I'm hoping that those who have tried Bokashi composting can share their experiences, both good and bad.
Several of the Bokashi sites show the Bokashi fermented food waste being added to the soil next to the growing plants. Sarah (barksy) who wrote the DG newsletter article indicates that the ferment is too acidic to do so. I'm assuming that this may be an issue if one lives in an area with naturally acidic soil. Here in the alkaline west, I've buried my bokashi in a hole in the raised bed, added an inch of soil and then transplanted a seedling on top. It grew up to outperform it's neighbors.
I like to use the Bokashi bran or a misting of Activated EM (a brew of the same mother culture that innoculates the Bokashi bran) in the kitchen food scrap bucket because it keeps the odors down. If Bokashi/EM is used, when I open the bucket I only get a whiff of a yeasty/vinaegary smell instead of rotting veggies. When we lived in the country, it was no big deal to empty the compost bucket out in the pile each day. Now that we are in a more urban environment, I no longer have that luxury. We generate more scraps than my patio worm bin can handle. Everything goes into the Bokashi buckets, then after a couple of weeks I haul them down to the community garden. No nasty odors when the buckets are opened.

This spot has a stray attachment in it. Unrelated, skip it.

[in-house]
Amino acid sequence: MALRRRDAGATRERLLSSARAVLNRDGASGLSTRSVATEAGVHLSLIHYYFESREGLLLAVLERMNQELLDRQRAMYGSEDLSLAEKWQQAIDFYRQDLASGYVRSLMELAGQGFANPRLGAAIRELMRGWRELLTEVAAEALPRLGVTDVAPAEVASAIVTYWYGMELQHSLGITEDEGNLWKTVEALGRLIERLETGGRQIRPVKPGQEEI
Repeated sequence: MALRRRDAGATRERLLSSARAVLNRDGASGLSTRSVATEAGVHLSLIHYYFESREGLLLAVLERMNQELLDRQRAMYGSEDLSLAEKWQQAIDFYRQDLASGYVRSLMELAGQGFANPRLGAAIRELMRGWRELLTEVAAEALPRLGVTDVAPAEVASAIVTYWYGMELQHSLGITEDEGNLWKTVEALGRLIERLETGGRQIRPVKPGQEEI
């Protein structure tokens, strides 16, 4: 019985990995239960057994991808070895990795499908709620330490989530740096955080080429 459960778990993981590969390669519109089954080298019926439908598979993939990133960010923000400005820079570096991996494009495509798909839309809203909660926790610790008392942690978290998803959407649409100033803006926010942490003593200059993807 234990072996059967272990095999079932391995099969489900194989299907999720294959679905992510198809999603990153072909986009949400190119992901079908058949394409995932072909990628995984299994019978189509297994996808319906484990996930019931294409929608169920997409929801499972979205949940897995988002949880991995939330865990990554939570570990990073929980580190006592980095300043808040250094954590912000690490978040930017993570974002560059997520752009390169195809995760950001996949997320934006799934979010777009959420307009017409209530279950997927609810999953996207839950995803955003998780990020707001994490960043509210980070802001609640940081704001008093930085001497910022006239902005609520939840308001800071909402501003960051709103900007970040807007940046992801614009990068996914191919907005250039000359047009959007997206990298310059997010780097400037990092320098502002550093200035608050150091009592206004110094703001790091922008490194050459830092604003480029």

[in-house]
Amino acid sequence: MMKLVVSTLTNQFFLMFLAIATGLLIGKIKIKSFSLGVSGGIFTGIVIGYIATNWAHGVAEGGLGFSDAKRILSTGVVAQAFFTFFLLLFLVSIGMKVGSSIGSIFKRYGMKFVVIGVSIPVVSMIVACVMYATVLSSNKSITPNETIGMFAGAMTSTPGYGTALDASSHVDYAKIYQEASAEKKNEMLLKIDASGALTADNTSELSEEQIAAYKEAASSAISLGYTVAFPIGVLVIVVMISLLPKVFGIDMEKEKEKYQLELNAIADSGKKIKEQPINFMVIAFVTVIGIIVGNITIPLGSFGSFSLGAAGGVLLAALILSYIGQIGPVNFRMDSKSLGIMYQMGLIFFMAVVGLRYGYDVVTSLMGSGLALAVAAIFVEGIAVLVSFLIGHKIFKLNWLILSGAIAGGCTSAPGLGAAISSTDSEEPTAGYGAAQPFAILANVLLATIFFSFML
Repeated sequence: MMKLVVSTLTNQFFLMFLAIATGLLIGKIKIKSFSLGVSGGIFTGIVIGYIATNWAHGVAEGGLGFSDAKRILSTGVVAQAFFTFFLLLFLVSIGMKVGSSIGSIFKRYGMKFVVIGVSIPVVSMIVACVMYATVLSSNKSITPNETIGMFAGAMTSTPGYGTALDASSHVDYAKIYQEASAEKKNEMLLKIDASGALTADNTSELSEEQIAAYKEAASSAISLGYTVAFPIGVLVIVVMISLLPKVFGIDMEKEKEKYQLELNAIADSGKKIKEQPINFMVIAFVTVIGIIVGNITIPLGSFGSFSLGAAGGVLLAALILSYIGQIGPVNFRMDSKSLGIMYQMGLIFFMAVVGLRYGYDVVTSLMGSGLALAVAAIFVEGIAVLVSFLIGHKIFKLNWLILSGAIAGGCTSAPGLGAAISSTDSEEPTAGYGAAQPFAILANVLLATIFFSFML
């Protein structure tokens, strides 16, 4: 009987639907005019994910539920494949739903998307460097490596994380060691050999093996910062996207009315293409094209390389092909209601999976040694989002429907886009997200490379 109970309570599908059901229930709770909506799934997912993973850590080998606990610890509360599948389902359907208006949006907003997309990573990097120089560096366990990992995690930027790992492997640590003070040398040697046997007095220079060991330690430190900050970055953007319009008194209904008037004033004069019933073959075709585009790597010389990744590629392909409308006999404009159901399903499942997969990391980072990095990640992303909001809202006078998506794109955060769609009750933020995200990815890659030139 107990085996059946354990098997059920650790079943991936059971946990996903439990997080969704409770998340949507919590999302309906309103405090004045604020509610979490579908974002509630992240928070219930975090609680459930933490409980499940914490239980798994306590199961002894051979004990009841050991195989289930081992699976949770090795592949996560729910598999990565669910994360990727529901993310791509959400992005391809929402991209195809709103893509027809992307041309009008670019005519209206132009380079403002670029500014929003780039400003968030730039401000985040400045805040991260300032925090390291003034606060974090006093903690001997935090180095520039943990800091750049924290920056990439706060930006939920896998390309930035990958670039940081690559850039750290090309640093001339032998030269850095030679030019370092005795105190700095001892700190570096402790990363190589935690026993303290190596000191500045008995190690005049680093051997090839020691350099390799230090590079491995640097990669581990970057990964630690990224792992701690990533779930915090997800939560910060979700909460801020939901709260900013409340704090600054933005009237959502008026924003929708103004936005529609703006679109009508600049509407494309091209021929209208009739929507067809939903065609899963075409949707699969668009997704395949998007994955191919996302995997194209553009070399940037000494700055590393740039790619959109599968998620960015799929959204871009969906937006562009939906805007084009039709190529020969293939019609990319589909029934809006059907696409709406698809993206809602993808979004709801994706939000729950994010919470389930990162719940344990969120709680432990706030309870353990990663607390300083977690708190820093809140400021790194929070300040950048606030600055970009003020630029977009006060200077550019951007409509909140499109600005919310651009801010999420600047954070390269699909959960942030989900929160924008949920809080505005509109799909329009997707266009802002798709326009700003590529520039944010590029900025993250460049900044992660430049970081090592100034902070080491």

I now add the Bokashi ferment to the worm bin as well. It gets layered between the worm bedding (usually coir or shredded newspaper) and the worms love it.
There is another way that I've found the Bokashi fermentation has proven helpful in the garden - composting noxious plants and weeds like bermuda grass and field bindweed. Ordinarily we wouldn't add these to the compost pile to avoid spreading them in the garden. When shredded and fermented, they break down nicely without risk of sprouting.